end of semester 5

This occasion likely warrants a real update…currently, this sums it up nicely:

via Rebel Circus

via Rebel Circus



I read somewhere that a hiatus of more than two months for a blog is like starting over.

I can work with that.

It’s hard to condense a few months into a few thousand characters, and maybe that’s why I’ve been kind of quiet. When I finally sit down to write what I had in mind to write, the things that I wanted to say have already become a past-tense, and I’m always scrambling to shuffle the words into some sort of coherence. And so far, it’s been a fail. Hence the non-writing.

A few re-caps since my last real post:

  • Summer school is awesome and awful all at once. We have a much lighter workload, which means Sherlock Holmes happened: I am happy to report that the two-part, full volume did not disappoint. The British vernacular did get a bit stale after a while though; I think Doyle was tired of coming up with new stories towards the end.
  • The other side of the free-time! coin is the lack of urgency to actually study, which equals we have finals in two weeks, and we have no idea how to prepare for them. Perhaps study all of the things would be a fitting description…but that’s a lot of things.
  • I visited in Milwaukee for an über brief weekend, which consisted of lots of swimming, practicing my manual skills, and yo-yo-ing between Milwaukee and the house that I was staying in.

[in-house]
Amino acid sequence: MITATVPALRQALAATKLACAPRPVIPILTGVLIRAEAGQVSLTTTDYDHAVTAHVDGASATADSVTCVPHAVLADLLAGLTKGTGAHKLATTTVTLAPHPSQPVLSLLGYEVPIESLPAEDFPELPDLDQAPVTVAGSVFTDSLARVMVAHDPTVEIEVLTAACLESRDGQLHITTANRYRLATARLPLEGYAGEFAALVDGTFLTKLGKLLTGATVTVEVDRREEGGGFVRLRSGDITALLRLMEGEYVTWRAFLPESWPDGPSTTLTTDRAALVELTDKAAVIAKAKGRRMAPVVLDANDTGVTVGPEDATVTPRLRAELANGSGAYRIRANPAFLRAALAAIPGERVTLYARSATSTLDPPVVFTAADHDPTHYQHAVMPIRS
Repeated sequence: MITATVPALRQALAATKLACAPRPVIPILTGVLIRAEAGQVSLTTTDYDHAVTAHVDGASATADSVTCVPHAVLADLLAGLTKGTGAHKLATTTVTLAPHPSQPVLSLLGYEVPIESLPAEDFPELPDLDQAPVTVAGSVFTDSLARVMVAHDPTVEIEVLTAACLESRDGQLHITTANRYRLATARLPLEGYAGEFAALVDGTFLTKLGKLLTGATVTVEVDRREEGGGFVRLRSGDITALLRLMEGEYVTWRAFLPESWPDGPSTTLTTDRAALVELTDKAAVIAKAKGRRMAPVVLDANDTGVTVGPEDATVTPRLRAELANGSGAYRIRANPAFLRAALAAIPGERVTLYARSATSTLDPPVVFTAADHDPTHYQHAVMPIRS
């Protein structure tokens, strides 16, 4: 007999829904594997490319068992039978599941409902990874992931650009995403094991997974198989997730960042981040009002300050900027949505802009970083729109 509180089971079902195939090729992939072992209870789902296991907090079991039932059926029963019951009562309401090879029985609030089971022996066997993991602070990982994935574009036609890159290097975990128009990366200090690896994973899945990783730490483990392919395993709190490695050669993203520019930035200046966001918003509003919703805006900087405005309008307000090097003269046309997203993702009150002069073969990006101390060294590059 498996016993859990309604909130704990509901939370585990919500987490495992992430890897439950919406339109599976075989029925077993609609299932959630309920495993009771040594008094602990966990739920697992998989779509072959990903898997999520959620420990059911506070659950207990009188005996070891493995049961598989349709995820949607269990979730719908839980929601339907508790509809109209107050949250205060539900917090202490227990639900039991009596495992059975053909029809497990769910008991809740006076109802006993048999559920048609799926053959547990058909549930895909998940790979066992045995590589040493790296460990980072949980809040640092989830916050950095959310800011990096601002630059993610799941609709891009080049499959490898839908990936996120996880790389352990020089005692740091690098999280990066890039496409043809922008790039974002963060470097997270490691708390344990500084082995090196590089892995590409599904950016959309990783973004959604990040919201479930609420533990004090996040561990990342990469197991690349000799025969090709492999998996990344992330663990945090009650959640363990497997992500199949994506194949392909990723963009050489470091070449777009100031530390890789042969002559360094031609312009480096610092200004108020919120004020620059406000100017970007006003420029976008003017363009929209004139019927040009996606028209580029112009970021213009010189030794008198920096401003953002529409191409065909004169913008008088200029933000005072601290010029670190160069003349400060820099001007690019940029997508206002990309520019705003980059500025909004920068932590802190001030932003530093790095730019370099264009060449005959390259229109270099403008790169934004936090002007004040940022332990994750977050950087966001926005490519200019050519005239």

• Survived my first, Category II hurricane. There had been plans to camp in the Outer Banks (OBX), but the OBX had to be evacuated and ergo, no camping. I did enjoy watching the squalls from the confines of a house. No major property or bodily damages.
  • I started dancing again, and will probably have more of a routine once fall semester starts.

It’s weird to be almost second year students since the current second years are going off to their clinicals shortly, and after their clinicals they will become the ones who knows all of the things. Which means in the interim time, my class should know most of the things. Yet I feel like I still don’t know many things at all. It’s almost been an entire year since I started all of this shenanigans of PT school, and it’s arguable been one of the hardest years of my life. I certainly did not expect it to be easy, but then, I never expected it to be as hard as it has been, in the many different ways it’s been hard.

In many ways school can be an alternative reality: we see the same people all day, every day, trying to comprehend the same things and apply it in the different ways that makes sense to each of us. There’s that social bubble which, if you make it, it’s great, and if you don’t, it’s much harder to find a niche since we spend so much time together, there’s not so much time to establish outside connections. And being a chronic outlier, I still don’t feel very well fitted. And it’s easy to lose perspective in school because I need to pass all of the assessments! and unfortunately, sometimes it just doesn’t happen. Then comes the freak-out moment of what if I have ruined my future because I wasn’t good enough?!

I got a reality check when I was bemoaning to someone back in Milwaukee on how grad school is strangling out the joy of life, he teased, well, Hannah, you should have stayed in Milwaukee, drank beer, watched football, and gotten fat.